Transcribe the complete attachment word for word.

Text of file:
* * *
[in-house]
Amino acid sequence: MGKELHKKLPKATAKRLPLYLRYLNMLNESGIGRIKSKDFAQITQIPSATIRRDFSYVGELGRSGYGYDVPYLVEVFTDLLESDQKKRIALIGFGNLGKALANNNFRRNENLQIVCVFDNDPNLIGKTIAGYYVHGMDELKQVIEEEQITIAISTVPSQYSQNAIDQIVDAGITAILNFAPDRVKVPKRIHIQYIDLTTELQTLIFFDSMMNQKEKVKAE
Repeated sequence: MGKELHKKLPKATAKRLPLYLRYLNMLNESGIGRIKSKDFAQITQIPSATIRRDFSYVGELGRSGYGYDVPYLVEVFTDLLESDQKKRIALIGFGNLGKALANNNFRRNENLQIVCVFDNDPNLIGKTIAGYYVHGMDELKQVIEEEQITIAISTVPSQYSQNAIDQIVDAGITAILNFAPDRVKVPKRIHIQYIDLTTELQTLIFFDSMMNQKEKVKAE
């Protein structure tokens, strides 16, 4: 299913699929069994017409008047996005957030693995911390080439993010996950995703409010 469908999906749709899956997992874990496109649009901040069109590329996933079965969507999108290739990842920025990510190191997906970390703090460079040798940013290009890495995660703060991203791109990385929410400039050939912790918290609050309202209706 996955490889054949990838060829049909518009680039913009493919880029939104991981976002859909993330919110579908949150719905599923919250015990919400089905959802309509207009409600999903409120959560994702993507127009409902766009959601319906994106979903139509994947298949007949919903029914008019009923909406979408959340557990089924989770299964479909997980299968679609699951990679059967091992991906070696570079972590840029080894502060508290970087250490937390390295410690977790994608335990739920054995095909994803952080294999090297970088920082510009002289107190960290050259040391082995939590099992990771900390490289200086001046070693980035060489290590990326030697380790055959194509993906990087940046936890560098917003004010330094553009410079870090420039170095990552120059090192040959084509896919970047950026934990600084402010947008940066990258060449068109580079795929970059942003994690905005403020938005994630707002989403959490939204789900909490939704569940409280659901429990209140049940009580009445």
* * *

[in-house]
Amino acid sequence: MGKELHKKLPKATAKRLPLYLRYLNMLNESGIGRIKSKDFAQITQIPSATIRRDFSYVGELGRSGYGYDVPYLVEVFTDLLESDQKKRIALIGFGNLGKALANNNFRRNENLQIVCVFDNDPNLIGKTIAGYYVHGMDELKQVIEEEQITIAISTVPSQYSQNAIDQIVDAGITAILNFAPDRVKVPKRIHIQYIDLTTELQTLIFFDSMMNQKEKVKAE
Repeated sequence: MGKELHKKLPKATAKRLPLYLRYLNMLNESGIGRIKSKDFAQITQIPSATIRRDFSYVGELGRSGYGYDVPYLVEVFTDLLESDQKKRIALIGFGNLGKALANNNFRRNENLQIVCVFDNDPNLIGKTIAGYYVHGMDELKQVIEEEQITIAISTVPSQYSQNAIDQIVDAGITAILNFAPDRVKVPKRIHIQYIDLTTELQTLIFFDSMMNQKEKVKAE
């Protein structure tokens, strides 16, 4: 299913699929069994017409008047996005957030693995911390080439993010996950995703409010 469908999906749709899956997992874990496109649009901040069109590329996933079965969507999108290739990842920025990510190191997906970390703090460079040798940013290009890495995660703060991203791109990385929410400039050939912790918290609050309202209706 996955490889054949990838060829049909518009680039913009493919880029939104991981976002859909993330919110579908949150719905599923919250015990919400089905959802309509207009409600999903409120959560994702993507127009409902766009959601319906994106979903139509994947298949007949919903029914008019009923909406979408959340557990089924989770299964479909997980299968679609699951990679059967091992991906070696570079972590840029080894502060508290970087250490937390390295410690977790994608335990739920054995095909994803952080294999090297970088920082510009002289107190960290050259040391082995939590099992990771900390490289200086001046070693980035060489290590990326030697380790055959194509993906990087940046936890560098917003004010330094553009410079870090420039170095990552120059090192040959084509896919970047950026934990600084402010947008940066990258060449068109580079795929970059942003994690905005403020938005994630707002989403959490939204789900909490939704569940409280659901429990209140049940009580009445």